SitePoint Tech Times February 18th, 2004 
Issue 83 

Newsletter Archives | Advertising | Contact us  
Tips, Tricks, News and Reviews for Web Coders

In This Issue...

Introduction

Kevin
Yank I spent this past weekend performing a major upgrade of my home PC. In addition to a motherboard problem, the primary hard drive had slowed to a crawl, making even the simplest of tasks an excruciating ordeal.

The hard drive issue manifested itself so gradually that I just assumed the machine had run that slowly all along. When a clean install of Windows XP took 15 minutes to boot up, however, I knew there was something seriously wrong. A new processor, motherboard, RAM and hard drive both cured the problems and emptied my bank account very nicely.

Now that my PC isn't dead slow anymore, I can afford to run a few "non-essential" applications, like an RSS reader! In the past two weeks, we've scattered [RSS] buttons all over our site. You can now subscribe to RSS feeds and instantly be notified of new content published on SitePoint -- be it a blog entry, an article, or a forum thread!

Don't know your RSS from your elbow? Don't sweat it! SitePoint wordsmith Nathan Matias has put together a short run-down of what RSS is and how you can use it. Get Off Your RSS and read it!

Kevin Yank
techtimes@sitepoint.com
Editor, The SitePoint Tech Times

Top


Editorial

The State of XForms

Back in the Tech Times #53, I introduced XForms as the latest candidate recommendation to come out of the W3C. I explained the advantages it had over HTML forms, and even showed a simple example of how XForms work.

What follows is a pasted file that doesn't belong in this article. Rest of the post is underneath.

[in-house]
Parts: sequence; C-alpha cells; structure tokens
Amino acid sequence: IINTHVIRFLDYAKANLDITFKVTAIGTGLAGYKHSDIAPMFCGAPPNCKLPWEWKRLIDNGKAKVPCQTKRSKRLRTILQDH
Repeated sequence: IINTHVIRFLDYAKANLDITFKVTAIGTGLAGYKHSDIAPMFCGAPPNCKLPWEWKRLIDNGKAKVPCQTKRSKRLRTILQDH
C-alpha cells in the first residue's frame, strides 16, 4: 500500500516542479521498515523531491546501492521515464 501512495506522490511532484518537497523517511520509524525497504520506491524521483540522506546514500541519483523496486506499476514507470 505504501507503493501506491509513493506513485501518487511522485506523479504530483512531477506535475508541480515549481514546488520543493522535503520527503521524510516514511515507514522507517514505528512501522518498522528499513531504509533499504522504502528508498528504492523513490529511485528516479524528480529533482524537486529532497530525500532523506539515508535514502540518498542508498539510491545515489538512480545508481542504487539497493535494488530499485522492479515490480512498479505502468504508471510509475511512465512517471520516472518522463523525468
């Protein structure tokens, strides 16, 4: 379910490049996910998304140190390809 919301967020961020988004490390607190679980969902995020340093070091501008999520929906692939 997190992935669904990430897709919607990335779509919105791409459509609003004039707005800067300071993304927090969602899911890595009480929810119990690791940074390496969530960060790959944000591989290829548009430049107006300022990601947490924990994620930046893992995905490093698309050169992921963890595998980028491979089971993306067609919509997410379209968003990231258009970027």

At the time, the media buzz surrounding XForms came from the fact that Microsoft was building something called XDocs into its upcoming Office 2003 software. Many attributed Microsoft's refusal to endorse XForms to similarities that the recommendation bore to XDocs.

Over a year later, Office 2003 has been released, XDocs is now called InfoPath, XForms has become a full-fledged W3C recommendation, and the fine folks at x-port.net have just released formsPlayer 1.0, a free plug-in for Internet Explorer that fully complies with the XForms standard.

So why aren't we seeing XForms springing up all over the Web? After all, the most popular Web browser in the world now supports them with a free plug-in!

Due to the stagnation of Internet Explorer, all the ultra-keen Web developers who would normally jump on a technology like this have moved to Mozilla (and Firefox) as their development platform of choice. To put it bluntly, no one really cares what Internet Explorer can do now, because there is so much that it can't do (like properly support CSS2).

So, the question is, what are the other browser makers doing about XForms?

Mozilla is tracking requests for XForms support and volunteers interested in working on it in bug 97806. The comments on this bug, which dates back to the days when XForms was a working draft, make interesting reading. There are many opinions on why XForms may or may not be worthy of consideration for inclusion in Mozilla, but the status quo is that it remains a relatively low-priority feature request in need of good developers, despite having nearly 500 votes from community members.

Apple (whose Safari browser has become a serious consideration for developers) and Opera issued a combined statement last September in response to XForms becoming a proposed recommendation. In it, they outlined a list of "substantial issues" in the standard that they felt made XForms inappropriate as a replacement for HTML forms. When pressed, they admitted that XForms was probably worthy as a platform for advanced forms development, as long as HTML forms remained as the mainstream choice in XHTML 2.0.